Moving on to Croton Point we stopped at the toll both where a feeder had been set up nearby. American Tree Sparrows were the first good birds here. Moving along to the camping area, we were dismayed to find it rather well occupied. We later learned that it was populated by workers doing the construction on the new Tappan Zee bridge.  This may be why we did not find any owls in the usual places, but birding is never a guarantee.

Flocks of Tree Sparrows as well as White-throated Sparrows were feeding on exposed areas, and we observed a flock that was attacked by a Red-tailed Hawk who flew in very low and stealthily.  We found the usual suspects here: Titmouse, Chickadee, Goldfinch, more Eagles, but nothing unusual unless you count the heard only wrens.

That is until Dunlin deftly picked out two Pine Siskins from the very numerous Goldfinches! YB1. When i say there wee a lot of Goldfinches, i mean there were a lot! They were doing a major job eating the seeds of the beech trees, but they were in the underbrush and all over as well. 

On the Landfill came some real prizes. Snow Bunting and Horned Lark of course; the latter quite amusing to me as I spotted them well ahead of a small splinter group of ours well ahead of us. I watched as that group was walking and apparently chatting so much that they were oblivious to the two birds that they kept flushing. I alerted those with me to watch the shenanigans, we collectively chuckled, and then catching up to the others we suitably chided them. Yacking instead of birding, sheesh!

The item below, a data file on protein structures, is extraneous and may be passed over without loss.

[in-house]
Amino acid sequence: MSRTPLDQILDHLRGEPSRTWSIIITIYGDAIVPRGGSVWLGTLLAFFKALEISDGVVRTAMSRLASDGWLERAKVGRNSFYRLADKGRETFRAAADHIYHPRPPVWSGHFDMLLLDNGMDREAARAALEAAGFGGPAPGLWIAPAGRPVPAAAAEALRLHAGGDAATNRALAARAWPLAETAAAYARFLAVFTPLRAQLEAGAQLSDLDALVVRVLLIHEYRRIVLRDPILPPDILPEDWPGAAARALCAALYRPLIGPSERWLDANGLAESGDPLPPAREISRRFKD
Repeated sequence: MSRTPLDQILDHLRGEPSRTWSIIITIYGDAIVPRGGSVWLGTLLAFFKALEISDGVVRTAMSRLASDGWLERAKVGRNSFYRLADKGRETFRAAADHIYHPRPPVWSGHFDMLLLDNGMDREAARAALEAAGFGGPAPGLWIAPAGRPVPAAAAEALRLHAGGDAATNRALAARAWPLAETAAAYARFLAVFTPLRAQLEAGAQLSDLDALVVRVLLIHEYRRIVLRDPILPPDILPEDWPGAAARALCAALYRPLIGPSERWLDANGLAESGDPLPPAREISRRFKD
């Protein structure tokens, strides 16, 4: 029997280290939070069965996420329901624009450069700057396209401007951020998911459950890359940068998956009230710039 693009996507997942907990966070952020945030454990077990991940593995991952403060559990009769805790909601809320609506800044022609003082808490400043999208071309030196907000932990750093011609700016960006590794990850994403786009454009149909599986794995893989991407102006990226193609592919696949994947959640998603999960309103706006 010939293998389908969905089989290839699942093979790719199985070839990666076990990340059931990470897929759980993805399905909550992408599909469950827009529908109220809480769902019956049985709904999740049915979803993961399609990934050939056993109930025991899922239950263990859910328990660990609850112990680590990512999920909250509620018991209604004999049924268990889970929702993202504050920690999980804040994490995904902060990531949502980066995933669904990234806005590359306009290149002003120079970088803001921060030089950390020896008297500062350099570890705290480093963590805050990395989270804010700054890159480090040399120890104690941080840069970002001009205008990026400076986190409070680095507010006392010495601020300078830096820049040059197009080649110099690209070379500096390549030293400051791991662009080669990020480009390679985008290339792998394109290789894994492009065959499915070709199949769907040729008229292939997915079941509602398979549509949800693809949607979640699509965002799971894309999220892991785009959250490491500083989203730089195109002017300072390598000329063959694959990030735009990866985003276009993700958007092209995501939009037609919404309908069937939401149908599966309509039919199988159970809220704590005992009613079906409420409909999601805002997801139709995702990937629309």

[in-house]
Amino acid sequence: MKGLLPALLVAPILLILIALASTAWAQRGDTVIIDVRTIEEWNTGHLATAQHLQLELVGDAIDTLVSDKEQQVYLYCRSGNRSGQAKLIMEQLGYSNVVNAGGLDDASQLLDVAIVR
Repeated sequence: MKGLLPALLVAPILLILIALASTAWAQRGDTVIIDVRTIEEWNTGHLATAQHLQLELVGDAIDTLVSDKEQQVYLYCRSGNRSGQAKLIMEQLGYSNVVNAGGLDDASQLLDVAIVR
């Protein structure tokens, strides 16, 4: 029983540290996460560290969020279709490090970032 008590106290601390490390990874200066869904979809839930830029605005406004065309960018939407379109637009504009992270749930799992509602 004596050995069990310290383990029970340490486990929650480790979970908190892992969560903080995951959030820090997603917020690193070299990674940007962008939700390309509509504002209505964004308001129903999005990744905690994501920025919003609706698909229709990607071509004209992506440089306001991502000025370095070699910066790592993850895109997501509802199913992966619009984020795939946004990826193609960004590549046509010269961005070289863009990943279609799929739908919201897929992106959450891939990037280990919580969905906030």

But by far the best birds were a few raptors being harassed by Crows. Getting on them was made a bit more difficult as those carrying scopes earlier had chosen to store them in their cars before we climbed the hill. But when they flew more field marks were discernible and they were revealed to be a Coopers Hawk and an adult Red-shouldered Hawk! YB2.

After returning to the car, we went to the nature center to eat our lunch in warmth while observing the feeder birds through the window. Once again we were a day late for 'Eagle Fest', {by design} and they were out of the delicious eagle chowder and other soups served the day before. They did have a pot of quite good coffee though.  Nothing special at the feeders though.

Our next stop was Black Rock after a very cursory stop at  the model airplane area. No Screech or RHWP. On the way to Black Rock we spotted Black Vulture, YB3, but surprisingly I still do not have TVs. Go figure. The Ring-necked Ducks were in spectacular plumage and always a sight to behold. We had Pied-billed Grebe and Coots, but alas no screech here either.

Our next stop was Georges Island. Guess what. More Eagles. They have really been surging in their recovery, and just like Osprey, and are becoming ubiquitous and approaching 'trash bird' status. YAY!!!  Another nice find here was a raft of Canvasback. Of course 'eagle ears Rich Kelly heard a strange call he alerted the rest of us to. We pondered it and proposed several possibilities, and then finally it was revealed that it was issuing from Pileated Woodpeckers! YB4. We saw them fly off a bit but we tracked them down on some trees on  a far shore. There were two; an amusing sighting as some stated the bird was on 'the curved tree' while others saw it on 'the wide tree'.